McDon­ald's squares off against US la­bor board in trial

The Pak Banker - - COMPANIES/BOSS -

NEW YORK: A highly an­tic­i­pated trial over whether McDon­ald's could be on the hook for its fran­chisees' al­leged re­tal­i­a­tion against em­ploy­ees who par­tic­i­pated in fast-food worker protests across the United States be­gan on Thurs­day.

At is­sue is whether McDon­ald's USA, a unit of Illi­nois­based McDon­ald's Corp (MCD.N), is a "joint em­ployer" of work­ers at its in­de­pen­dently owned fran­chises, as the Na­tional La­bor Re­la­tions Board says. That would make the com­pany li­able for la­bor law vi­o­la­tions by the fran­chisees, which op­er­ate 90 per­cent of McDon­ald's U.S. restau­rants.

The trial be­fore an ad­min­is­tra­tive NLRB judge in New York has at­tracted na­tional at­ten­tion be­cause it is ex­pected to show how the board's new stan­dard for joint em­ploy­ment ap­plies to the fran­chisor-fran­chisee re­la­tion­ship, al­though the rul­ing in the case will ap­ply to McDon­ald's only. Crit­ics have cast the new stan­dard as an ex­is­ten­tial threat to the fran­chise model. In his open­ing state­ment, NLRB lawyer Jamie Rucker de­scribed the level of con­trol McDon­ald's has over its fran­chisees, set­ting ev­ery­thing from clean­ing re­quire­ments and the num­ber of sec­onds for or­der-tak­ing to pre-pack­aged in­ter­view ques­tions for prospec­tive hires.

"If McDon­ald's is in­volved in de­ter­min­ing work­ing con­di­tions at its fran­chised op­er­a­tions, it is re­spon­si­ble for what hap­pens to work­ers sub­ject to those con­di­tions," Rucker said.

Work­ers be­gan fil­ing com­plaints with the Wash­ing­ton­based NLRB in 2012, say­ing that McDon­ald's and some fran­chisees threat­ened, surveilled, dis­ci­plined and fired them for protest­ing for higher wages and union rights in the demon­stra­tions. The NLRB's gen­eral coun­sel is­sued com­plaints in 2014, even­tu­ally con­sol­i­dat­ing a case for trial against the com­pany and fran­chisees in six cities.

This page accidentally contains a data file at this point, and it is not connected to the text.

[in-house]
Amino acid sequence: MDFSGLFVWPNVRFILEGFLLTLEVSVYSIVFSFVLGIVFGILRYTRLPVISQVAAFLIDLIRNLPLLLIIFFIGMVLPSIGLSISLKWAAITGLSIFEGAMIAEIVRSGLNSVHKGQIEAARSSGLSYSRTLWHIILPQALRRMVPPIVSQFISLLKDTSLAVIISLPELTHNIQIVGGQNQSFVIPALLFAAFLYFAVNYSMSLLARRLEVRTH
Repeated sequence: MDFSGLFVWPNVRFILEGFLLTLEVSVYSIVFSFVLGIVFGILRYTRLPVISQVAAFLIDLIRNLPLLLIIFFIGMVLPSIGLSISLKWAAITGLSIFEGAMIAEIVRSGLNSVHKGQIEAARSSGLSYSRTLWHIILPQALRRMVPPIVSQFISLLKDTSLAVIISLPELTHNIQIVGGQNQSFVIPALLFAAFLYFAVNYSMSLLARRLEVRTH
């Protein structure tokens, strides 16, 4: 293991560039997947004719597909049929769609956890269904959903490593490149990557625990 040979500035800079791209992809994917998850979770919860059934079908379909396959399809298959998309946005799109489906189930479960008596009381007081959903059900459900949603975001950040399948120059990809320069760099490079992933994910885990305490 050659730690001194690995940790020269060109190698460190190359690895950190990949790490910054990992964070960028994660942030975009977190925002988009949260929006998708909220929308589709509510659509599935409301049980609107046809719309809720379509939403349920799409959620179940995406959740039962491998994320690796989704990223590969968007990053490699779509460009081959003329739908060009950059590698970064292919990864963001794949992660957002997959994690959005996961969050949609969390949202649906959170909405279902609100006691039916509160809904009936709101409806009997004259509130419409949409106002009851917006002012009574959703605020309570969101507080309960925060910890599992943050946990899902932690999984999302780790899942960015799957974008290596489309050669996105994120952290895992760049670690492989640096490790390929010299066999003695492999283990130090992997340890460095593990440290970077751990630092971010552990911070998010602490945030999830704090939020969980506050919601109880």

McDon­ald's lawyer Wil­lis Gold­smith said Thurs­day that the com­pany "is not now and never has been" a joint em­ployer and that its fran­chises are in­de­pen­dent.

The com­pany does not con­trol who the fran­chisees hire or their work­ers' wages, ben­e­fits or sched­ule, Gold­smith said.

At­tor­ney Robert Brody, who rep­re­sents New York City fran­chisees in the case, backed McDon­ald's. McDon­ald's may pro­vide the "cook­book," but fran­chisees make their own de­ci­sions on em­ploy­ment is­sues, he said.

The NLRB ex­panded its joint em­ploy­ment stan­dard in Au­gust in a land­mark de­ci­sion in­volv­ing Brown­ing-Fer­ris In­dus­tries Inc. Un­der the old stan­dard, a com­pany had to have di­rect con­trol over em­ploy­ment con­di­tions to be a joint em­ployer, but the new test con­sid­ers in­di­rect and un­ex­er­cised con­trol. A joint em­ploy­ment find­ing could make it eas­ier for work­ers to fight for bet­ter wages and con­di­tions since they would be ne­go­ti­at­ing di­rectly with par­ent com­pa­nies.

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